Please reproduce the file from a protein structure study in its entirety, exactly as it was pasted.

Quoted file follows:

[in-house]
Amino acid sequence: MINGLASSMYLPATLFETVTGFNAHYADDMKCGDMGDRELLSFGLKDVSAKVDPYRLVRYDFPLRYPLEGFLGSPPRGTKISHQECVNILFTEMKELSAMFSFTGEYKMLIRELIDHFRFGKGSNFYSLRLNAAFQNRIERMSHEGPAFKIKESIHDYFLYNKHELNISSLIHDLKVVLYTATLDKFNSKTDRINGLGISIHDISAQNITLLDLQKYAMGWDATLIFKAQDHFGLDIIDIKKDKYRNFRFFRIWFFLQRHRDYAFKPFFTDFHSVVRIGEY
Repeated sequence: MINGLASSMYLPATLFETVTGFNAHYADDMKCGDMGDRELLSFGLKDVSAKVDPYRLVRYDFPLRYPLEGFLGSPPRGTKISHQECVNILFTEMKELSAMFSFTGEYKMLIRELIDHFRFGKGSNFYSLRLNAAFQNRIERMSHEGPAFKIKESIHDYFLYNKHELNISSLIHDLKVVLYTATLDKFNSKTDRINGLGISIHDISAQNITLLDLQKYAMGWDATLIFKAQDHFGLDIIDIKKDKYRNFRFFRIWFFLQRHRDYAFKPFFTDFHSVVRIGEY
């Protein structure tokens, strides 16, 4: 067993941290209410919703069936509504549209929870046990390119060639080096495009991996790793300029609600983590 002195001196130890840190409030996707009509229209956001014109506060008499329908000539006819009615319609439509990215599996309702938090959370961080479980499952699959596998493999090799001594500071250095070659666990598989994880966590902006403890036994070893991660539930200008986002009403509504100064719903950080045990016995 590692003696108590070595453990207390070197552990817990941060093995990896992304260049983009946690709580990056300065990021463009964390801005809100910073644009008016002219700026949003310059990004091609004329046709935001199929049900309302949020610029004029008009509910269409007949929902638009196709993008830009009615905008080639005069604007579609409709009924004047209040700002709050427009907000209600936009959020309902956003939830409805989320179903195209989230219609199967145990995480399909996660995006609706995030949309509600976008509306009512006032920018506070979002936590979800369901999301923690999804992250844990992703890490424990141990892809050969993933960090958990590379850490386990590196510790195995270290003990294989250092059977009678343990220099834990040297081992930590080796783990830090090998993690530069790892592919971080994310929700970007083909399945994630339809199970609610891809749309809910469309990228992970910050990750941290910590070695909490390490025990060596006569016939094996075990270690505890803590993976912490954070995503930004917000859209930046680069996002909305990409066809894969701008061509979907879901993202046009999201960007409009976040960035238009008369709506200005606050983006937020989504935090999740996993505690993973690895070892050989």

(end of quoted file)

[in-house]
Amino acid sequence: MINGLASSMYLPATLFETVTGFNAHYADDMKCGDMGDRELLSFGLKDVSAKVDPYRLVRYDFPLRYPLEGFLGSPPRGTKISHQECVNILFTEMKELSAMFSFTGEYKMLIRELIDHFRFGKGSNFYSLRLNAAFQNRIERMSHEGPAFKIKESIHDYFLYNKHELNISSLIHDLKVVLYTATLDKFNSKTDRINGLGISIHDISAQNITLLDLQKYAMGWDATLIFKAQDHFGLDIIDIKKDKYRNFRFFRIWFFLQRHRDYAFKPFFTDFHSVVRIGEY
Repeated sequence: MINGLASSMYLPATLFETVTGFNAHYADDMKCGDMGDRELLSFGLKDVSAKVDPYRLVRYDFPLRYPLEGFLGSPPRGTKISHQECVNILFTEMKELSAMFSFTGEYKMLIRELIDHFRFGKGSNFYSLRLNAAFQNRIERMSHEGPAFKIKESIHDYFLYNKHELNISSLIHDLKVVLYTATLDKFNSKTDRINGLGISIHDISAQNITLLDLQKYAMGWDATLIFKAQDHFGLDIIDIKKDKYRNFRFFRIWFFLQRHRDYAFKPFFTDFHSVVRIGEY
């Protein structure tokens, strides 16, 4: 067993941290209410919703069936509504549209929870046990390119060639080096495009991996790793300029609600983590 002195001196130890840190409030996707009509229209956001014109506060008499329908000539006819009615319609439509990215599996309702938090959370961080479980499952699959596998493999090799001594500071250095070659666990598989994880966590902006403890036994070893991660539930200008986002009403509504100064719903950080045990016995 590692003696108590070595453990207390070197552990817990941060093995990896992304260049983009946690709580990056300065990021463009964390801005809100910073644009008016002219700026949003310059990004091609004329046709935001199929049900309302949020610029004029008009509910269409007949929902638009196709993008830009009615905008080639005069604007579609409709009924004047209040700002709050427009907000209600936009959020309902956003939830409805989320179903195209989230219609199967145990995480399909996660995006609706995030949309509600976008509306009512006032920018506070979002936590979800369901999301923690999804992250844990992703890490424990141990892809050969993933960090958990590379850490386990590196510790195995270290003990294989250092059977009678343990220099834990040297081992930590080796783990830090090998993690530069790892592919971080994310929700970007083909399945994630339809199970609610891809749309809910469309990228992970910050990750941290910590070695909490390490025990060596006569016939094996075990270690505890803590993976912490954070995503930004917000859209930046680069996002909305990409066809894969701008061509979907879901993202046009999201960007409009976040960035238009008369709506200005606050983006937020989504935090999740996993505690993973690895070892050989």